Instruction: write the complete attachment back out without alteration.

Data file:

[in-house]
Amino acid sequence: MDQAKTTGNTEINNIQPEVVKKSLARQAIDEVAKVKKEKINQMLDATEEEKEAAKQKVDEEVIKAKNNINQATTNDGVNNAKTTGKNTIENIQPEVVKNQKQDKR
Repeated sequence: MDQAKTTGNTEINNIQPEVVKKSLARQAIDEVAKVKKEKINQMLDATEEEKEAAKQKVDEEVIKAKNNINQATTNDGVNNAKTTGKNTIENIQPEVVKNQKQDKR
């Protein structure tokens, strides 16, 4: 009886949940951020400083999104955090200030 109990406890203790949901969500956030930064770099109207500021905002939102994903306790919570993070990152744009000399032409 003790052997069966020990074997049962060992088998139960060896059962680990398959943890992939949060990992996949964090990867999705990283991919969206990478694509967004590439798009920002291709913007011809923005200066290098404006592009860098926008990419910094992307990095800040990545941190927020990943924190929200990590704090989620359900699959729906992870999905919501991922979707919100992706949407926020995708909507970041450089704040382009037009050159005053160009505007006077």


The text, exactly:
[in-house]
Amino acid sequence: MDQAKTTGNTEINNIQPEVVKKSLARQAIDEVAKVKKEKINQMLDATEEEKEAAKQKVDEEVIKAKNNINQATTNDGVNNAKTTGKNTIENIQPEVVKNQKQDKR
Repeated sequence: MDQAKTTGNTEINNIQPEVVKKSLARQAIDEVAKVKKEKINQMLDATEEEKEAAKQKVDEEVIKAKNNINQATTNDGVNNAKTTGKNTIENIQPEVVKNQKQDKR
């Protein structure tokens, strides 16, 4: 009886949940951020400083999104955090200030 109990406890203790949901969500956030930064770099109207500021905002939102994903306790919570993070990152744009000399032409 003790052997069966020990074997049962060992088998139960060896059962680990398959943890992939949060990992996949964090990867999705990283991919969206990478694509967004590439798009920002291709913007011809923005200066290098404006592009860098926008990419910094992307990095800040990545941190927020990943924190929200990590704090989620359900699959729906992870999905919501991922979707919100992706949407926020995708909507970041450089704040382009037009050159005053160009505007006077």